Germany and Brazil have made alterations to a United Nations draft resolution on the issue of state surveillance, with the two countries calling for protection against government spying on communications and personal data.
It represents a new version of the anti-surveillance resolution which was adopted by the UN last year following in the wake of Edward Snowden’s revelations about the extent to which states are collecting metadata for the purposes of spying on citizens.
Metadata includes detailed information about who people are communicating with, where they made the communication and what websites they visit, in essence allowing the government to paint a highly accurate picture about who that person is and how they live their daily lives.
The re-write of the UN draft resolution by its German and Brazilian authors has described this act of collecting metadata for state surveillance as a “highly intrusive act”.
The draft resolution, which has been submitted to all 193 UN members, says the practices “violate the right to privacy and can interfere with the freedom of expression and may contradict the tenets of a democratic society, especially when undertaken on a mass scale”.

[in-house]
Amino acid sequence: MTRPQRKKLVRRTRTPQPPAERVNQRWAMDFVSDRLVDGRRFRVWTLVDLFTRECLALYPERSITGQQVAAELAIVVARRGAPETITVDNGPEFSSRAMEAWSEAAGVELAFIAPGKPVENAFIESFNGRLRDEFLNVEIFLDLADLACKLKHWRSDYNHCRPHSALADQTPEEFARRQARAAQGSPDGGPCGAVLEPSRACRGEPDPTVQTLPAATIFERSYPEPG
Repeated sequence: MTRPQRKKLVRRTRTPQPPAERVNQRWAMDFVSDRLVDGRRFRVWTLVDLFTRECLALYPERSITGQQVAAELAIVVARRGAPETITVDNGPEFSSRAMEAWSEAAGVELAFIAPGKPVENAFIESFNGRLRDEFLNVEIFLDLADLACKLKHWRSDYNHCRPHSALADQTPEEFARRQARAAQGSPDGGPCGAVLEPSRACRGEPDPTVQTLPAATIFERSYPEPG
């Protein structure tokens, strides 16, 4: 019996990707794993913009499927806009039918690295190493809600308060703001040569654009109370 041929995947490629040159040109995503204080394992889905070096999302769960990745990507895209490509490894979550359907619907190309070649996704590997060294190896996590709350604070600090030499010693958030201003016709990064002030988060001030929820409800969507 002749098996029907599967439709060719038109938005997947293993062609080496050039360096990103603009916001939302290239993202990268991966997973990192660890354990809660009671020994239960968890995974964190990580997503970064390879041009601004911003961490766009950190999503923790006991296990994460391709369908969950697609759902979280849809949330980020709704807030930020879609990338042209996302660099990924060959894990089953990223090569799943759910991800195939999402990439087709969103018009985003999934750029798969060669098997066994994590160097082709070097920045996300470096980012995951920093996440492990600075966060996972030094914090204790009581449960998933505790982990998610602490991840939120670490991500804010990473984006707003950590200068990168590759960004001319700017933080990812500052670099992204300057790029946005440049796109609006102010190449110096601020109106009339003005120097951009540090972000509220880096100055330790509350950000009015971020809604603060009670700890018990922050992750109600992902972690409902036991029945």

Both Brazil and Germany have had their networks breached by US surveillance systems, so it’s no wonder the two countries have taken it upon themselves to move against spying.
The US’s National Security Agency tapped into the networks of Brazilian oil firm Petroleo Brasileiro SA, while earlier this year it was revealed that the NSA monitored phone calls of current German Chancellor Angela Merkel and former German leader Gerhard Schroeder.
The co-authored Brazilian and German draft also suggests the United Nations should appoint a special envoy to identify and clarify standards protecting privacy rights. They also call on other states to be required to provide a remedy should an individual’s right to privacy be violated by state-operated surveillance.
A vote on the draft will take place in the UN General Assembly’s Third Committee – the body within the organisation that deals with human rights – later this month. If successful, it will be put a United Nations resolution in December.
“As the universal guardian of human rights, the United Nations must play a key role in defending the right to privacy, as well as freedom of opinion and expression in our digital world,” said Germany’s UN Ambassador, Harald Braun.
He added that the draft resolution will “help pave the way towards better protection standards”.
Since Snowden first revealed the extent to which governments use web surveillance, the revelations have continued apace. Indeed, just last month it was publicly admitted by the government that GCHQ monitors bulk information collected by foreign surveillance agencies, including the NSA, and does so despite not having any sort of warrant.